The CEO that understands the landscape they compete in become a greater asset to the companies they lead. Not just to win the hearts and minds of customers, but also those of employees, media and investors, now that the Securities and Exchange Commission (SEC) allows publicly traded U.S. companies to distribute financial information via social media when accompanied by required notifications.

  • 87 percent of customers say online social interaction with a company “positively impacted” their likelihood to purchase from that company according to findings from a recent study published by JD Power and Associates which emphasized how brands can no longer adopt a trial-and-error approach to social media.
  • 52 percent of employees at companies with social CEOs say that their leader’s participation makes them feel inspired.
  • 46 percent of employees led by social CEOs say leader participation makes them view the company as technologically advanced.
  • Social CEOs are viewed to be better leaders according to a study released by Weber Shandwick.

2. The CEO, Social Media, and Search

Convincing the CEO of the importance of social media may require you to Sell SEO to the C-Suite. It is imperative that the CEO fully understand the digital space they operate in.

Most C-level executives are unaware of the impact their activity, or lack thereof, has on how their business will appear in search engine results. This may be in part due to historic way search is viewed – through a prism of keywords. Search engines are connecting the “people, places and things” (how Google defines Knowledge Graph) more than ever, making the CEO more visible than ever.


Highly engaged executives contribute to brand visibility, amplifying the reach of the brand and often elevating the brand in organic search rank. Media coverage will also appear in search.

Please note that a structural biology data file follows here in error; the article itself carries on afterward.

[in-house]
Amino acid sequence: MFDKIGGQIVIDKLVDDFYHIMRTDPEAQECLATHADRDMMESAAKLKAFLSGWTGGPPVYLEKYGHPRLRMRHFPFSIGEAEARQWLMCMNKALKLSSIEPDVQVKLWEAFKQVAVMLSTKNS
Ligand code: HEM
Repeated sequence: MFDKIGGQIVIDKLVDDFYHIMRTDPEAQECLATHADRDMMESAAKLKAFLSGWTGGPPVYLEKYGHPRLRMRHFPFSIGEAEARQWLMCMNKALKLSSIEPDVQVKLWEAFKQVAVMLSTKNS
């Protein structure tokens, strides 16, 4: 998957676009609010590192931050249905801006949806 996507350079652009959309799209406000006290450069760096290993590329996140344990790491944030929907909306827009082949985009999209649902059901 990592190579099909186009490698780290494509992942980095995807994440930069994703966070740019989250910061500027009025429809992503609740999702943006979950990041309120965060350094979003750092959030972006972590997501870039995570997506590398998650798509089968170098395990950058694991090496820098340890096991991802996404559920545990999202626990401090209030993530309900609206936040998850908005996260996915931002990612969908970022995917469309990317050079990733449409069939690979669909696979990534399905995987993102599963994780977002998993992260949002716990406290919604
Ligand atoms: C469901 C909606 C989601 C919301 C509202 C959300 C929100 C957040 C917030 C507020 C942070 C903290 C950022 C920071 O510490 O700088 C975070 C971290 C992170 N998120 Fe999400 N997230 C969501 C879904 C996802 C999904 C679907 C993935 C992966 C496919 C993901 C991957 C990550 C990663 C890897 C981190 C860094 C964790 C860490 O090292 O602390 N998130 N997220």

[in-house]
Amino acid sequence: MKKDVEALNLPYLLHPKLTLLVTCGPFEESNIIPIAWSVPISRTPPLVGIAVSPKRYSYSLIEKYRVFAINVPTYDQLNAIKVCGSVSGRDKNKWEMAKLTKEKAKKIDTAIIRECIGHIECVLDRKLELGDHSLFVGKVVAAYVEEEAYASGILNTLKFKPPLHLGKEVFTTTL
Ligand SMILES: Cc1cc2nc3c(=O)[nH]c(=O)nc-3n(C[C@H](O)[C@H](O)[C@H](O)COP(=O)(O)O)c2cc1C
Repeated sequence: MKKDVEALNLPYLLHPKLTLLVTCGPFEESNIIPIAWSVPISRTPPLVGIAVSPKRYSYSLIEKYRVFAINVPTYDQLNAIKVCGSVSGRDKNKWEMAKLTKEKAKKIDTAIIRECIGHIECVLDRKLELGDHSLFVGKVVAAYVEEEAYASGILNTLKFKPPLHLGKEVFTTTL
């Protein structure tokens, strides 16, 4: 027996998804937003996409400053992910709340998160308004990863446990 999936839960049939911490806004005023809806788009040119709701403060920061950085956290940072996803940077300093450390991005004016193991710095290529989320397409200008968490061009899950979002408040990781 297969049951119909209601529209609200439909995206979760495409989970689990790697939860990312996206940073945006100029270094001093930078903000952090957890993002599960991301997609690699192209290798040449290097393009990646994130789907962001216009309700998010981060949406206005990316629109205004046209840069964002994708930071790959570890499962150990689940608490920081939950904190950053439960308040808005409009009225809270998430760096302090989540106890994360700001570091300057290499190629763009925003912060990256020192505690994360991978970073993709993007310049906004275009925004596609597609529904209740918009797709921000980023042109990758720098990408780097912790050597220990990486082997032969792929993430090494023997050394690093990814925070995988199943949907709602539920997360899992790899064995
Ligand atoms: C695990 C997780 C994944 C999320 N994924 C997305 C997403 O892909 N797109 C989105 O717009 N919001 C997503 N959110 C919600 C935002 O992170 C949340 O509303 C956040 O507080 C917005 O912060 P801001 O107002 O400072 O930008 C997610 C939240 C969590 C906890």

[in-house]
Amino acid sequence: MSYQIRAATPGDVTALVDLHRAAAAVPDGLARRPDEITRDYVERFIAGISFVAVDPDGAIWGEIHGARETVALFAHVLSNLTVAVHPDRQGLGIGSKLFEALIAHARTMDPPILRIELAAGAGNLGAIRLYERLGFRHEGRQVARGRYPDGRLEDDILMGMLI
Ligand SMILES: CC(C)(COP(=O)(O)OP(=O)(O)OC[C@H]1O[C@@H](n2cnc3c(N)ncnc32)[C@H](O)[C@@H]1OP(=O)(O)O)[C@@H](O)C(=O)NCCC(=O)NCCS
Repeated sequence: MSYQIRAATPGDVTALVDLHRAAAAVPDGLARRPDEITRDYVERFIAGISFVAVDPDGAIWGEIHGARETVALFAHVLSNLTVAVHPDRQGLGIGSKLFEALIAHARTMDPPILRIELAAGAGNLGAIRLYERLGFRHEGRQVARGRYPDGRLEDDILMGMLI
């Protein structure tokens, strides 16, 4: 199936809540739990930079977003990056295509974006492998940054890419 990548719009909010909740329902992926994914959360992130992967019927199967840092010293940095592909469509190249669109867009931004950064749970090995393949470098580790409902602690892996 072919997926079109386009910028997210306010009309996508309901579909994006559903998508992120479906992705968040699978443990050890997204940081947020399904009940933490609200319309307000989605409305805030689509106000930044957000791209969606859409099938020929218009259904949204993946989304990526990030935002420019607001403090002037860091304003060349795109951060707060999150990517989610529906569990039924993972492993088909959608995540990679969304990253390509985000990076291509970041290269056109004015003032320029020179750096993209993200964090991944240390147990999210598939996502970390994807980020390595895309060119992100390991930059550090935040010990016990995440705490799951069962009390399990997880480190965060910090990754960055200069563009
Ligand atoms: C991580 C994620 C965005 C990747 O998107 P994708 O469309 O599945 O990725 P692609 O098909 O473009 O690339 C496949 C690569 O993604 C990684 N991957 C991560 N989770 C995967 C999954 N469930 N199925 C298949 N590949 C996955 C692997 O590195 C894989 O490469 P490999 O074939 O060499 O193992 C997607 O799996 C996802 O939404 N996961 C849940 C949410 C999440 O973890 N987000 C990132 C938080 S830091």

Unfortunately, controversy, bad behavior, and negative press also appear in search engine results. It’s human nature to be drawn to drama and controversy, so bad news can spread fast, meaning negative press can often replace years of positive media coverage.

3. Social Media Offers Unprecedented Access to Audiences

An engaged CEO is an asset to the brand. Fortunately, a few CEOs fully understand today’s digital, social economy and are blazing the trail in social media, like Virgin CEO Richard Branson, recently named Top Social CEO by World of CEOs. And, he’s not alone.

A number of social CEOs aren’t just going through the motions. They are fully engaged with audiences. LinkedIn recently listed the top 30 Social CEOs:


Image Credit: Steve Tappin/LinkedIn

4. What Doesn’t Come Natural Can Be Learned

CEOs are human. Humans make mistakes. The CEO, or anyone entering social media, must be properly trained if they haven’t naturally evolved as an active participant in the space over recent years.

Having provided media training to prepare executives for interaction with the media and press during events, promotions, or times of crisis, the same approach translates nicely to social media.

The CEO can be guided to attain awareness of the space, sensitivity to written word in social context, manage their voice, as well as the permanence and impact of every interaction, whether it was intended to be public, or not.